Vienna to most is synonymous with the fine arts – whether you prefer architecture, dance, opera, classical music, paintings and so on, you will find something that moves you in this beautiful Austrian capital.
Considering that great artists like composers Mozart and Strauss and the painter Klimt all fine-tuned their crafts here, you can see and hear their work and others at various museums and palaces around the city. And even though Vienna has enough museums to keep a visitor busy for weeks, just being among the modern Viennese people one can sense the city’s affinity for indulgence, beauty and culture.
I’ve always been fascinated with Empress Maria Theresa who ruled the Austrian-Hungarian empire for 40 years and was the mother of the famous French Queen, Marie Antoinette. In fact, the Royal Habsburgs ruled one-third of Europe, and were at one point the center of the Holy Roman Empire, from the first emperor (Rudolf 1 in 1273) to the last (Karl 1 in 1918).
Vienna is a glorious mix of great architecture left over from this ruling dynasty and modern structures. To get a sense of the downtown area, I start my day with a tour around the Ringstrasse – the grand boulevard that encircles the medieval city center. This boulevard used to be a great wall that protected the city and was removed in the late 19th century when at that time a splendid collection of buildings was added. During the drive I’m able to spot the Riesenrad, the world’s oldest and most iconic Ferris wheel built for the city of Vienna in 1897 and a close replica to the original build by George Washington Gale Ferris in 1893 for the World’s Fair in Chicago. The Ferris wheel is still operational today for those who want to enjoy views of the city by day or night. We also drive past the beautiful Vienna Opera house and I vow to see an Opera in that beautiful building upon my next visit to the city.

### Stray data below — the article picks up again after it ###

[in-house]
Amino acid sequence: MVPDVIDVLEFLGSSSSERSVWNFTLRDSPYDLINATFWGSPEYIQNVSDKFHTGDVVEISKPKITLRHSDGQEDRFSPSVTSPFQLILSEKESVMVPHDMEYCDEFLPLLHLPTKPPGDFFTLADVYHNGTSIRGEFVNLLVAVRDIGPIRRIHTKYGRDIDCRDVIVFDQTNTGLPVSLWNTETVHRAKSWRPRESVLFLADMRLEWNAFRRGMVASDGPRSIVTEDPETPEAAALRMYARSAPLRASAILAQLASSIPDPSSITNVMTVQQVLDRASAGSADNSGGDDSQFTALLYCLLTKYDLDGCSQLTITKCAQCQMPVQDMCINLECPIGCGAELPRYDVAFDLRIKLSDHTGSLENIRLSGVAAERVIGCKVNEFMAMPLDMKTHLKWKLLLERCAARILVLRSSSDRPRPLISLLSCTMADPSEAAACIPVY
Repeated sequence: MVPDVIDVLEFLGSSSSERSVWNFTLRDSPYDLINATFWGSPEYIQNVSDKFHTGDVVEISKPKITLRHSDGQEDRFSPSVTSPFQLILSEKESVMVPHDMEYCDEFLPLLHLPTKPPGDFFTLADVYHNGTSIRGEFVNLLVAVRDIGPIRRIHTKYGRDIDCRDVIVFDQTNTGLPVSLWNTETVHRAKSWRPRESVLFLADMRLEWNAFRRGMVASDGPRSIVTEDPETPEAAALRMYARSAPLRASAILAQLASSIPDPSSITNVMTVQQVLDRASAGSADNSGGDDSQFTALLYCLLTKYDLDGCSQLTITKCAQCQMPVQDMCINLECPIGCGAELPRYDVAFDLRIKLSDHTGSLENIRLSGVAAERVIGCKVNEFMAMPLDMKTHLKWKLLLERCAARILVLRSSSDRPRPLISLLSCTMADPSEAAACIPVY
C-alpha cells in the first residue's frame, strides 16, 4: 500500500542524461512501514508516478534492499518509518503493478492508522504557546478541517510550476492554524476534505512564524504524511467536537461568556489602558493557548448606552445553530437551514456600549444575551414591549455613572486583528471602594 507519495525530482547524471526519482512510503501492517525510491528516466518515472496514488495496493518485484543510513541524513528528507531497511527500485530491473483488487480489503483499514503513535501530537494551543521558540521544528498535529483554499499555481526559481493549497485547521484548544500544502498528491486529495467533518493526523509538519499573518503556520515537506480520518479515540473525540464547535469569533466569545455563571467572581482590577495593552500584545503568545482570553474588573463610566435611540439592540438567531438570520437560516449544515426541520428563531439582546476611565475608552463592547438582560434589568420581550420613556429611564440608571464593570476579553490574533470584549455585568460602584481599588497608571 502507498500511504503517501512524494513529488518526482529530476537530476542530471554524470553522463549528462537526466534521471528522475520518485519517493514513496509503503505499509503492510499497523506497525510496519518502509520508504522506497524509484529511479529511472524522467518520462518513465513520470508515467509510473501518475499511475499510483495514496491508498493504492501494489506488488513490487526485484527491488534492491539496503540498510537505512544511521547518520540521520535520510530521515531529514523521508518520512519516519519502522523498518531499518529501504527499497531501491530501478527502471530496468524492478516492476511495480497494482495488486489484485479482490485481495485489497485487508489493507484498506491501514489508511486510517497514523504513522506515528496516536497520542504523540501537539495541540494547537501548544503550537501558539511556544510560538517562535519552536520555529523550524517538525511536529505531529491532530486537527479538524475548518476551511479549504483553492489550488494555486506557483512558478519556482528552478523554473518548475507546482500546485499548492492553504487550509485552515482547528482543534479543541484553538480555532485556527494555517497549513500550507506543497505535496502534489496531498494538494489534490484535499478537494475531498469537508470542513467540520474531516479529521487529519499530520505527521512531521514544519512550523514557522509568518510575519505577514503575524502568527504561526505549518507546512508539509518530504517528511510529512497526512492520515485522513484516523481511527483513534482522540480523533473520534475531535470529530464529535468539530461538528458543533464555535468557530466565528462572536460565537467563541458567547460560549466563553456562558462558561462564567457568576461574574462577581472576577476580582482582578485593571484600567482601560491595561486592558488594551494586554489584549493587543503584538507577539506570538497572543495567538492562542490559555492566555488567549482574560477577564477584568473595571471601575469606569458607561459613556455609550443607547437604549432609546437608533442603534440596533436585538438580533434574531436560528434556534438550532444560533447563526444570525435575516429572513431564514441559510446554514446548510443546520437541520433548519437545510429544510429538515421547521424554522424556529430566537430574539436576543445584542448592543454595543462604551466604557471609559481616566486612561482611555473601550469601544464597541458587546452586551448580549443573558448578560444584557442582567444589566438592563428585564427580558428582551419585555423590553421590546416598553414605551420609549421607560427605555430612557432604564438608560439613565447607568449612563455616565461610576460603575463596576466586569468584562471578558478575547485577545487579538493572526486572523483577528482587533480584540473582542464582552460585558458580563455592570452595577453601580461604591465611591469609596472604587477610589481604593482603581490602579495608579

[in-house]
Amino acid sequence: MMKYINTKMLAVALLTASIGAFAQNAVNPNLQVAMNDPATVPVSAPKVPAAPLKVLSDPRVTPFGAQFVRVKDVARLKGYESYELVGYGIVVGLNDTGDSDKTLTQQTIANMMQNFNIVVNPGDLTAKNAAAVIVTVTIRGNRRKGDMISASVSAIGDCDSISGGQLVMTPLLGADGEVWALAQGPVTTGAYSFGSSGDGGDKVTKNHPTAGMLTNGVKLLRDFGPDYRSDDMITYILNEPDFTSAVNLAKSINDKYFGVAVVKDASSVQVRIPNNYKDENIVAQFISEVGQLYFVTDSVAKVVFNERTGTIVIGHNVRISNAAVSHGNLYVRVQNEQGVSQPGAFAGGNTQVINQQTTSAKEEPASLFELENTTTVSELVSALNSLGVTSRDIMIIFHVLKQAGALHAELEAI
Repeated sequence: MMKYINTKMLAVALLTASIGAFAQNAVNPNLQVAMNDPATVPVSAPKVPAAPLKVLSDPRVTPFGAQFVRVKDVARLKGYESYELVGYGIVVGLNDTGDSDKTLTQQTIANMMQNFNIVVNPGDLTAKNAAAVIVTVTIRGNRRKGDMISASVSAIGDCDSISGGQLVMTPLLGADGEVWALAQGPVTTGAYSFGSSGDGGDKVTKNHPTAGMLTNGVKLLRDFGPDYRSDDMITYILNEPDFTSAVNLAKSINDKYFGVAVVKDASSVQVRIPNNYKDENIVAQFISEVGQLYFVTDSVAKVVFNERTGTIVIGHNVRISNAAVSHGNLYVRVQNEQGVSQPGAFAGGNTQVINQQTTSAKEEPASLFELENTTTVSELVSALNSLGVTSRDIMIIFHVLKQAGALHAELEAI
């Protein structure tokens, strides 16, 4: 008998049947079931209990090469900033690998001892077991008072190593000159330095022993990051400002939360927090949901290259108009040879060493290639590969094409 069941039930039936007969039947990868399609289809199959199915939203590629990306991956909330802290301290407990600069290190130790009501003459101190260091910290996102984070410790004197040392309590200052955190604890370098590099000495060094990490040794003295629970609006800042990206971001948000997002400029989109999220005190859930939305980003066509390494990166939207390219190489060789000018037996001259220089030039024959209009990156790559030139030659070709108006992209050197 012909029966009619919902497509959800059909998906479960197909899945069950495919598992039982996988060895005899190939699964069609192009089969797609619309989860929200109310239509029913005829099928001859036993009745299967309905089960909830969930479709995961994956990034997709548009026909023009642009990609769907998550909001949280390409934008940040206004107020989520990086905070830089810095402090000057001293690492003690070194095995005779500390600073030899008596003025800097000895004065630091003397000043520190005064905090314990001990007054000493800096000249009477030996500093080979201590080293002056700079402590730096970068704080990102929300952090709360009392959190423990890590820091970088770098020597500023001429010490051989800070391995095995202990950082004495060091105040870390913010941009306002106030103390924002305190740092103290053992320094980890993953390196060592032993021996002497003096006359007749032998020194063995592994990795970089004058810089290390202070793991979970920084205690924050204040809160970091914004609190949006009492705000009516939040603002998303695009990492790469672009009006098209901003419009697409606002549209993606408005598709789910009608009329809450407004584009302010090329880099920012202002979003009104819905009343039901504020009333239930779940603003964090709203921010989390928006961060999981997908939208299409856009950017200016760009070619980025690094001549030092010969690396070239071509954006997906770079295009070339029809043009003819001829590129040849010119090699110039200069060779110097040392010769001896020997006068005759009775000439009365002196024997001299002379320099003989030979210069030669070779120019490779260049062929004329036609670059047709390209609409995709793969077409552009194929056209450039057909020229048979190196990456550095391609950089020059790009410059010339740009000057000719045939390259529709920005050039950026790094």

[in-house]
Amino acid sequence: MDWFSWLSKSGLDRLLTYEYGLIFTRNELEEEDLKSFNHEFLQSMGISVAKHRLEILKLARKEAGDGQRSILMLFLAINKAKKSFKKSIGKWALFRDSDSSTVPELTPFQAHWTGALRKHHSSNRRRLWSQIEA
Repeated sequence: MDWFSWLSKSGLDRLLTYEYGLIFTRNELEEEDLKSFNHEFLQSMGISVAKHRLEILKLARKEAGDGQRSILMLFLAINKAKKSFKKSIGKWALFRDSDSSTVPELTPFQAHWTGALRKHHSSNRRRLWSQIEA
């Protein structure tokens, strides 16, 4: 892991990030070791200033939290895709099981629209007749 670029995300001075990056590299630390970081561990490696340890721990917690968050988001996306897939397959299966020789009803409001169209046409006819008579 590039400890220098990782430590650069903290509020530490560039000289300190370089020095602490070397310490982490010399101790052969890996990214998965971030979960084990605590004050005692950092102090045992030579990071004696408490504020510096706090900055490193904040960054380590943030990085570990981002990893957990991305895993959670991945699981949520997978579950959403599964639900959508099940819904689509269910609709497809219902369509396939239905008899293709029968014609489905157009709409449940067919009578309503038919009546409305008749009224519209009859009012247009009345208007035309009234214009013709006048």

After my ride around the Ringstrasse, I get out and walk the pedestrian only boulevard toward St. Stephen’s Cathedral, located in the heart of the city center. I’m enthralled by the beautiful architecture and the cleanliness of the city. The walkway is filled with upscale shops and beautiful boutiques and I stop into the famous Austrian made Swarovski Crystal flagship store to purchase a memento.
As I stroll, I can see St. Stephen’s beautiful spire at the end of the street grow larger as I approach. This Gothic masterpiece is one of the most famous structures in Vienna and dates back to 1147. Inside the Cathedral it’s amazing to imagine something so majestic being built more than 850 years ago.
I leave the Cathedral and it’s a quick walk over to Hofburg Palace, which was the Imperial family’s winter residence during their reign. Hofburg Palace is a magnificent structure that sits impressive among the beautiful and diverse architecture of the city. If weather permits, a stroll through the palace’s gardens are a must do as well.
All this sightseeing has left me with an appetite so I head over to one of the city’s oldest and most beautiful hotels, the Hotel Sacher. This hotel is famous for inventing the original recipe of the Sacher torte – a rich chocolate cake that is decadent and divine with a cup of coffee during the day or a glass of champagne in the evening. The hotel is family owned (they also have a property in Salzburg) and they keep the recipe for this world-renowned torte in a vault for safekeeping. The torte does not disappoint and I’m revived and ready for more touring.
I head about 45 minutes out of town to Schönbrunn, the imperial family’s summer palace that was built by the grandfather of Empress Maria Theresa to resemble the glory of Versailles. The royal family used this palace up until the end of the dynasty in 1918 and it is one of the most important cultural monuments in Austria (and was designated a UNESCO World Cultural Heritage site in 1996). Today, it is part museum and part private apartments. The opulent palace rooms, the beautiful formal gardens and the astonishing collection of period furniture provide a wonderful look into the life of the ruling families that inhabited its halls for many centuries.
Since it’s early December, outside Schönbrunn is a beautiful Christmas market. While there are many Christmas markets scattered around Vienna, everyone that's familiar with the city promises that this one at the palace will provide more upscale and higher quality goods than others. I enjoy sipping my amaretto spiced punch while strolling the booths of homemade soaps, ornaments, wooden toys and other specialty items made in Austria. It is evening now and the Christmas lights and decorations around the palace are spectacular.
I’m off now to a performance of Mozart and Strauss – one cannot be in Vienna without experiencing some kind of performance. After the mesmerizing music, I enjoy a nightcap at the Hotel Bristol in its wood paneled bar.
I must leave Vienna wishing I had more time to see Klimt’s The Kiss and visit the Spanish Riding School and spend more time strolling the beautiful café’s and stores. That’s the thing about Vienna…it is a sophisticated and intoxicating city that all who visit will leave wanting more.